The male holotype of the Enyalioides sophiarothschildae. (Pablo J. Venegas)

Where are your dragons? Probably in the Andes.

Researchers have discovered three new species of woodlizards -- relatively large lizards resembling mini-dragons -- living in the Andean cloud-forests of Peru and Ecuador. They published their findings Monday in the journal ZooKeys.

The three new species -- Enyalioides altotambo, Enyalioides anisolepis and Enyalioides sophiarothschildae -- brings the total number of known woodlizards to 15. That's quite a leap from less than 10 years ago, when study co-author Omar Torres-Carvajal was completing his post-doctoral work. At that time, there were just seven such woodlizards known to science.

"They look like tiny dragons. That makes them really attractive for some people," Torres-Carvajal told The Post by phone. "They are, to me, one of the most wonderful lizards in South American forests."

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They are also among the largest lizards in South America, and these newly-identified species brings the total number of reptile species in Ecuador to 450, according to Museo de Zoología in Ecuador, where Torres-Carvajal works.

Woodlizards are big, reaching a length of 30 to 40 centimeters, and have huge heads relative to their body size. These bright and colorful creatures roam around during the day and sleep at night, which is when researchers caught them, as they snoozed on tree trunks, branches and atop of ferns. But little is known about their behavior. Some of these species can change colors, fading in tones from green to brown over a relatively-short period of time when under stress, Torres-Carvajal said.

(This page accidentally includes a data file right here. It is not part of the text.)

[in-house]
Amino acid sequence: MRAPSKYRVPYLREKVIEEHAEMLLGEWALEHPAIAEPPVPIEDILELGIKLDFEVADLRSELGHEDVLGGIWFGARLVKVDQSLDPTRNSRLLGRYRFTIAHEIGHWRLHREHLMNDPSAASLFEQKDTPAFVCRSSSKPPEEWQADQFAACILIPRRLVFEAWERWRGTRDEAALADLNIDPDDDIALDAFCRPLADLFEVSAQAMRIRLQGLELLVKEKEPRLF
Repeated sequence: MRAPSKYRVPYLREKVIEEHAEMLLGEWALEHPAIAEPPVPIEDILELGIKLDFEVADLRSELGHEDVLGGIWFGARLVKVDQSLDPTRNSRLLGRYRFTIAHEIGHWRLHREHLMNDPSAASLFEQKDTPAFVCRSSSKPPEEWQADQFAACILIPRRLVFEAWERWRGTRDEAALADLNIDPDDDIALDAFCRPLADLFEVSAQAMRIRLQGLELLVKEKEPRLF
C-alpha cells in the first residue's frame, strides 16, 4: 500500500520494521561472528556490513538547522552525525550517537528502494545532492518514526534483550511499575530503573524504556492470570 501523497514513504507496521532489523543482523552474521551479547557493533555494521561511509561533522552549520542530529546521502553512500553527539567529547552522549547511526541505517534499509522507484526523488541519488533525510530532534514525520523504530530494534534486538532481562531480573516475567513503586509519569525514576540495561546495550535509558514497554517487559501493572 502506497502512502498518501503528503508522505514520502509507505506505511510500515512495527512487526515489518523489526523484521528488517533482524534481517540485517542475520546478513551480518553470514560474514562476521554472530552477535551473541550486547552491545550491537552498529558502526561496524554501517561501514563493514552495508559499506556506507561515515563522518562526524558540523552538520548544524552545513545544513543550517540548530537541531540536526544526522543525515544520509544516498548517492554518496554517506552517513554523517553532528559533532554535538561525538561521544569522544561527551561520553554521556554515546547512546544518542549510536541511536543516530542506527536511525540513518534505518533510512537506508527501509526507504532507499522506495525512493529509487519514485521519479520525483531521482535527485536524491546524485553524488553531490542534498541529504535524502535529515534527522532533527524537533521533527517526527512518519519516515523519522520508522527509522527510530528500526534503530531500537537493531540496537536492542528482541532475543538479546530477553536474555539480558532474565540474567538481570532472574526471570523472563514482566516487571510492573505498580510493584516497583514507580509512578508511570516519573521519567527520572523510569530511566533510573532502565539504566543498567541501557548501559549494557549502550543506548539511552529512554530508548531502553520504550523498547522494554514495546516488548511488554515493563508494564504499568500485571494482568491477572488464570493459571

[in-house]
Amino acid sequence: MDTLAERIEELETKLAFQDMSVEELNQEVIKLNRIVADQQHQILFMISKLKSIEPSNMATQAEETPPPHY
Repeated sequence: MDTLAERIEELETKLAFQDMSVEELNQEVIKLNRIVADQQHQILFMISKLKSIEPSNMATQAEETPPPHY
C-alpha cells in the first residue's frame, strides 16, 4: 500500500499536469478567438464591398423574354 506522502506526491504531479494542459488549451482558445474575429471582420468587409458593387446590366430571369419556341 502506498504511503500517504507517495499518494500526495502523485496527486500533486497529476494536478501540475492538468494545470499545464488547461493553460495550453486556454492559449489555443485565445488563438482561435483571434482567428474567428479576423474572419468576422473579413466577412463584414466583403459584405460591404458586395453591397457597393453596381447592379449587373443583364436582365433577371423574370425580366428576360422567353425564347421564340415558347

An easy way to tell that you have a woodlizard on your hands: spikes appear to protrude from their heads, whereas many other lizards look like their heads are covered in shingle-like skin.


This is a live male of Enyalioides anisolepis, one of the three new species discovered in the Andes of Ecuador and Peru. Its body plus tail length is 35 cm. (Dr. Omar Torres-Carvajal)

For many years, people didn't really set out to look for woodlizards, in part because of an assumption that the group wasn't all that diverse,  Torres-Carvajal said. "But now we started looking for them and started finding lots of them," he said.

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For this study, researchers looked at specimens from various expeditions that took place over the span of a decade, comparing them to other specimens in museums and examining DNA evidence before concluding that they had, in fact, found three distinct new species.

Since woodlizards are large and apparently diverse, it's hard to believe that so many are just now being discovered. But much of their territory remains unexplored.

Collecting woodlizards in these unexplored areas can be challenging -- it requires overnight camping trips and close encounters with all sorts of animals, some of which are venomous. Torres-Carvajal said the fact that he was based in Ecuador and co-author  Pablo J. Venegas were in Peru made the work easier. The third author, Kevin de Queiroz, is based at the Smithsonian's National Museum of Natural History in Washington, D.C.

"Also sometimes they walk really deep in the forest in areas where no one has been before," Torres-Carvajal said of researchers looking for new species. "If you break a leg, it would be very problematic." Teams will continue the hunt for new species during monthly trips over the next year, he added.

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